filoli said...

This may be a better link
http://content.nejm.org/cgi/reprint/359/8/784.pdf

Blog Shmog said...

I LOVE this post Lori. Your post pretty much described what my heart has been feeling for months now. Wanting less and less and giving more and more. "More Stuff" is always there, trying to lure me away from what matters right now. I think sometimes us Western Christians use excuses to make us feel better about how we are living. I hear a lot of believers who like to use the phrase, "we need to live in the world but not be of the world". This is true but I think a lot of times when we use that phrase it becomes an excuse for the way we live our lives. We are actually misusing it. For example: It's okay for me to go out for expensive coffees with my friends all the time and have a large flat screen TV and own a nice home. I'm just living as others do here but still trying to be a "good Christian" and not be of the world. But I think a lot of times we are blind to the fact that these things really can have a hold on us and they become more important then serving the poor. We aren't willing to give it up because why should we? God blessed us with all this right? I think if we ask ourselves,"could I give up my $4 coffee every day or every week and give that money to something important?" and find that it's really hard for us to do or "impossible" for us to do then we are no longer just living in the world we are becoming just like the world. Earthly treasures can be wonderful blessings. But if they become too important to us then maybe we crossed that line from being a part of the world to being of it.

This got really long and I don't know if it made sense. I'm not saying living this sort of life is bad. Just saying that if all that stuff becomes too important that it keeps us from serving the less fortunate/suffering/poor then we can no longer use the phrase,"living in the world but not of it" because it simply is not true. Thank you for sharing this. Love your heart. Hope my comment doesn't offend. This is the longest comment I've ever posted. So I feel I need to write...the end.:)

coffeemom said...

Isn't this the dilemma? It's not new, it's age old. It's scriptural. St. Francis de Sales addresses it well...for a really hard dose and slap in the face read Dubay's Blessed Are You Poor...that's a kick in the gut. I wish I had an answer. I think we all balance on this blade..and, for me, fail daily.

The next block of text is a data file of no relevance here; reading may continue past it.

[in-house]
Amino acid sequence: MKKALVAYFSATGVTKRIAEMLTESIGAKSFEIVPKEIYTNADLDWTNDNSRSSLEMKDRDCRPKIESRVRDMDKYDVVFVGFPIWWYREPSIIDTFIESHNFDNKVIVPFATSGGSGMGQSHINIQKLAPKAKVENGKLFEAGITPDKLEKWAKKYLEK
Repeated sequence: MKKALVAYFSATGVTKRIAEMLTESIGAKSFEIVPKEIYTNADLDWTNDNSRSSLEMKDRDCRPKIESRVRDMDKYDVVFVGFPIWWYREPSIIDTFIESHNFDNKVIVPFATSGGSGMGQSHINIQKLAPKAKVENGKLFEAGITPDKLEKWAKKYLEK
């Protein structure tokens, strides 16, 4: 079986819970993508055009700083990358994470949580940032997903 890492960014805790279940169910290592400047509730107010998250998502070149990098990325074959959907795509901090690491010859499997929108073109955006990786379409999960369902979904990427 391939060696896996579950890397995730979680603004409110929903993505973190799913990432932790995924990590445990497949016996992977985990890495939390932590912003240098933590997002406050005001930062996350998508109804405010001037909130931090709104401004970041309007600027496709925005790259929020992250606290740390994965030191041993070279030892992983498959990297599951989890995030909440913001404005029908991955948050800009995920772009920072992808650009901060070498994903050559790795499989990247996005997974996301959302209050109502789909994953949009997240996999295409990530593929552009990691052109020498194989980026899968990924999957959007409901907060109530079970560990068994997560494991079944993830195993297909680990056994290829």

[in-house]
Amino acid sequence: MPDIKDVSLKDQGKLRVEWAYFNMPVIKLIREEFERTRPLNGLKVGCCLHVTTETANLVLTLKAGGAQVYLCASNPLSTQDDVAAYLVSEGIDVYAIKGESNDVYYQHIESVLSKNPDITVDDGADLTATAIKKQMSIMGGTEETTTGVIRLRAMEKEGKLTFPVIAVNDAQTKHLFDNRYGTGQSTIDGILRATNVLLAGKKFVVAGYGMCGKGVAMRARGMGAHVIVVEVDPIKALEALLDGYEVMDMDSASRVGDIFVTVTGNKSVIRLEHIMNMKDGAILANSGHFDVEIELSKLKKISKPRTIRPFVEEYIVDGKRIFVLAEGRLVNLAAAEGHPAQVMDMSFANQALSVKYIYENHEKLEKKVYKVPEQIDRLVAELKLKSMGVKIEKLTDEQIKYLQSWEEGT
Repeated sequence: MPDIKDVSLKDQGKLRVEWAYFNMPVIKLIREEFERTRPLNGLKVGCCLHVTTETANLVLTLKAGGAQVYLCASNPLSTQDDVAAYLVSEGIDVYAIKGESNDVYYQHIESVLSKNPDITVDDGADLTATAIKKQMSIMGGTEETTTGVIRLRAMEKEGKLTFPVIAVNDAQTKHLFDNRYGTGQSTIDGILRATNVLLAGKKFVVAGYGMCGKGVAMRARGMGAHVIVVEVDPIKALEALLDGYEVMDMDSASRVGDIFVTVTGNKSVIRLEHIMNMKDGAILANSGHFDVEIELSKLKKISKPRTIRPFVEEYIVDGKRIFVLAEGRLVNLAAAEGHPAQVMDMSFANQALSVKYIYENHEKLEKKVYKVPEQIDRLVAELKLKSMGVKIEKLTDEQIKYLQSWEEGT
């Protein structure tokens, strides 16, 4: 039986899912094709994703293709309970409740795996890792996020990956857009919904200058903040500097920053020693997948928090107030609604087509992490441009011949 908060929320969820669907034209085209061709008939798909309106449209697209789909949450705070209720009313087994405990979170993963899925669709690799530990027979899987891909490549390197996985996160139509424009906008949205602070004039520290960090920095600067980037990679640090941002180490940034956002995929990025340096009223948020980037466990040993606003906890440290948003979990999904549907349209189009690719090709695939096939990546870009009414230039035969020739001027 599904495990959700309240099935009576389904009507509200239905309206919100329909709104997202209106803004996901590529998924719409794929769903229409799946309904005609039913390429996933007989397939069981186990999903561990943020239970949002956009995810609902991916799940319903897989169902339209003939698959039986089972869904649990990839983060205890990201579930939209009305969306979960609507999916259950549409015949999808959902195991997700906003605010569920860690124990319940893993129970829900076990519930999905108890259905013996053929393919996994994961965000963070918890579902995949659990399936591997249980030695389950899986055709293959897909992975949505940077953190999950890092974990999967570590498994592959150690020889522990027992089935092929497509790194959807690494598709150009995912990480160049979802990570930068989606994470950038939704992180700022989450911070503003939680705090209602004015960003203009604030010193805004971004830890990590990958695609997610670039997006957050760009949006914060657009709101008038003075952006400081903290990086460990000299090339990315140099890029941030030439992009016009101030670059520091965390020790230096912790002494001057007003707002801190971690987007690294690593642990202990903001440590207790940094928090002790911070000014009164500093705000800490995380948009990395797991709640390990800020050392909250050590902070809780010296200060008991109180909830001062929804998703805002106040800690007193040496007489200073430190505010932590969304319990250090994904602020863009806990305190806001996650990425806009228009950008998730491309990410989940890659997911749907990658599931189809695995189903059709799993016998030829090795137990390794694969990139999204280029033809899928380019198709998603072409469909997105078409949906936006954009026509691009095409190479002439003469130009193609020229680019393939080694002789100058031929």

LOVE your posts! And both of your heavens are just about there for me too, but I admit, I sure lean toward the Italian version!

Jocelyn said...

Love this post Lori. I struggle every day with similar feelings. It is hard sometimes to look at the waste here and the lifestyles people lead. Especially when I look at my daughter and know where she comes from...and that Payton is still there. If you go build wells, can I come:-)

Misty said...

Don't know how else to comment except "amen" (in regards to post) and "obviously" in regards to tevas in heaven;-)

Meredith said...

Ryan and Stella and I will go with you and Ted and Abe to build wells in East Africa. We just really want to be your neighbors. I like this post and often think about where my treasure is.

The Albertsons said...

First, I think it is so cool that you spent your honeymoon in a convent. I mean seriously. There's something way too great about that...
Okay but on to the good stuff. I love the way you think and write... and I agree. I struggle every day with what I'm buying, why, how could money be better used, etc.
I drive my friends and family nuts, I'm sure. But it's hard not to think this way... arg...
I'm done thinking. Goodnight deep-thinking friend.

Melissa said...

You know, it's funny, because by North American standards I'm pretty modest in how I live. But I totally hear you. I feel the same. I ache to be that person who can give up all my stuff and live a life of sacrifice and service. But it is a hard leap. Odd, I was thinking about this earlier today. You said it well.

emily and mike said...

Have you seen the movie "Into the Wild?" I think you may like it. Not that I think you want/should live in Alaska or anything... but it is a beautiful movie.

Caroline said...

Yep. What they all said. I think this gets even harder, from what I've heard, once there are kids in the equation. Even if you can kind of give up stuff for yourself, suddenly it's much harder to do it on behalf of someone else (But all the other kids in the class have X...) I'm trying to steel myself! (Without resorting to - if all the other kids in the class jumped off a cliff, would you do it too? - that seems to be the standard answer to such requests).
I know that when I get to heaven, I'm just not. going. to. care what 'stuff' I had here. But wow, it's hard to remember that day-to-day...